Directed by: Danny Boyle
Starring: Himesh Patel, Lily James, Ed Sheeran, Kate McKinnon, Joel Fry
Written by: Richard Curtis
Running time: 108 minutes
Rating: PG-13 (for suggestive content and language)
Studio: Universal Pictures
Release date: June 27, 2019
Imagine you are an aspiring singer-songwriter (and maybe you are!). One day you wake up in a world where you are the only person who remembers the Beatles. What do you do? Do you share the band’s iconic discography with the world only to take all the credit for yourself? It’s a fascinating ethical dilemma, but one which Academy Award-winning filmmaker Danny Boyle (Slumdog Millionaire, 28 Days Later) only seems mildly interested in exploring with his latest film Yesterday.
Jack Malik (Himesh Patel) loves to sing and play the guitar. When he’s not stocking shelves at his local supermarket, Jack sings Beatles tunes at children’s parties. That is until one fateful night when a twelve second blackout engulfs the world in darkness. During that brief time, Jack is struck by a bus. He eventually comes to in a world where Paul, John, Ringo and George never formed his favorite band and when Jack asks about them, nobody has any idea what he’s talking about.
In no time at all, Jack is frantically browsing the web for any breadcrumb of evidence that might suggest his idols are still around. To his existential dread, the Beatles aren’t the only thing that time’s forgotten. It’s an amusing sequence which highlights just how funny Yesterday can be.
Appropriately enough, my biggest issue with Yesterday resembles the biggest issue I had with Beatles music growing up. It took a long time for me to warm up to them and even then I never grew to love them like so many people do (I’m much more of a Stones guy). Once Jack decides he’s going to re-write all the Beatles’ songs for this “Walrus-less” reality, the next 45 minutes are dedicated to his rising stardom and ultimately the elitist over-sentimentalization of the iconic band. (There’s not a single soul across this universe, be they an elderly mother or excitable millennial, who isn’t immediately brought to tears by the gentle stokes of Yesterday or elated by the bouncing melody of Ob-la-di, Ob-la-da.) In this time, Jack mostly comes across as an overly-serious, self-righteous snob and it’s difficult to see why the people in his life love him as much as they do.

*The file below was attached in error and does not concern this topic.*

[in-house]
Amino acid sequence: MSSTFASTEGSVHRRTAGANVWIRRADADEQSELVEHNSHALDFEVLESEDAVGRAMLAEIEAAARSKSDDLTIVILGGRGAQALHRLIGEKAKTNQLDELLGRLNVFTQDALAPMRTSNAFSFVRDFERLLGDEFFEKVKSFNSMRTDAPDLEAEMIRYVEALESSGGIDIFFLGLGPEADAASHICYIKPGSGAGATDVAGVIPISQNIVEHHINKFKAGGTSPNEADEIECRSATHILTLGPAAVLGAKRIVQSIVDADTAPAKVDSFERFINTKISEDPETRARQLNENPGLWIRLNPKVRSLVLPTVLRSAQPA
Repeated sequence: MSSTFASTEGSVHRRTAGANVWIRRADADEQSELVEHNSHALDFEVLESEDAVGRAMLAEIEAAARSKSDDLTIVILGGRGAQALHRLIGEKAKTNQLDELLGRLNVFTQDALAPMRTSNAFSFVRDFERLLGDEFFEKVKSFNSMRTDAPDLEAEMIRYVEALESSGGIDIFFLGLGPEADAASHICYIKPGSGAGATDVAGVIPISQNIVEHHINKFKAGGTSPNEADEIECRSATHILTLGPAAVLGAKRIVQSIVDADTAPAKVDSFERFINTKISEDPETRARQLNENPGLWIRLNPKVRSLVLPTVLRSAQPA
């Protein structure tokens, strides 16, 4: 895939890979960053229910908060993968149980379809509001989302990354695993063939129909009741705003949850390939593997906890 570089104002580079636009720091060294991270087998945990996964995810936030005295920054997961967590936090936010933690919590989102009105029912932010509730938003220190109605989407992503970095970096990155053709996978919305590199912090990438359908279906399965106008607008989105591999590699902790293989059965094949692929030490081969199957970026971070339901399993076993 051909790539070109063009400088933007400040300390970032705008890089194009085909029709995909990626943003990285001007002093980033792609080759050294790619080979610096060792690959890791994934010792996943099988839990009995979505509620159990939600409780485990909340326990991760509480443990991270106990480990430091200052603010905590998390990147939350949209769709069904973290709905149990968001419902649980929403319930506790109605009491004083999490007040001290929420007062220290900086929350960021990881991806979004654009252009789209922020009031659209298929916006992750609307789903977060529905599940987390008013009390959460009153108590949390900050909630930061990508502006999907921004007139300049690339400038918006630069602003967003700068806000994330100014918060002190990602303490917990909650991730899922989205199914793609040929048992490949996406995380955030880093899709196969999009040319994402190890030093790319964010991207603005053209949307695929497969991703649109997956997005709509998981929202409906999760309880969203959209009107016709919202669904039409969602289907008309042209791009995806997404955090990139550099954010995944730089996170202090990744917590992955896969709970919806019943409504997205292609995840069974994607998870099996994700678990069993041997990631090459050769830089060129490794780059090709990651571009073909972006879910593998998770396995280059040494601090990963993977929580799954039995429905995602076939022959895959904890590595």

It’s not until the back half of the film that Richard Curtis’s (About Time, War Horse) script shifts its focus from literally singing the Beatles praises to the inner turmoil brewing within Jack. The guilt he bares for plagiarizing his heroes’ work finally begins manifesting itself in visually interesting ways and the long-standing romantic tension between Jack and his best friend /manager Ellie (Lily James) is brought to the surface. Yesterday is never better than in these moments, when Patel and James are on screen together. Even as the hopeful couple engaged in cliche “will we? won’t we?” exchanges, I couldn’t resist their infectious chemistry. Lily James in particular is a real charmer.
SNL‘s own Kate McKinnon makes a fittingly tongue-in-cheek appearance as the obligatory big wig music rep who’s way more concerned about being able to afford houses on the Malibu beachfront than treating people with respect. Like everything else in this film, it took a while for me to warm up to the character.
Yesterday is equal parts fantastical and frustrating. What had me shaking my head in disgust eventually had me singing a whole different tune by the end.
⭐️⭐️⭐️ (out of five)
Do you plan on checking out Yesterday? If you already have, what did you think of it? Jump down to the comments section below and sing me a sweet melody of your thoughts!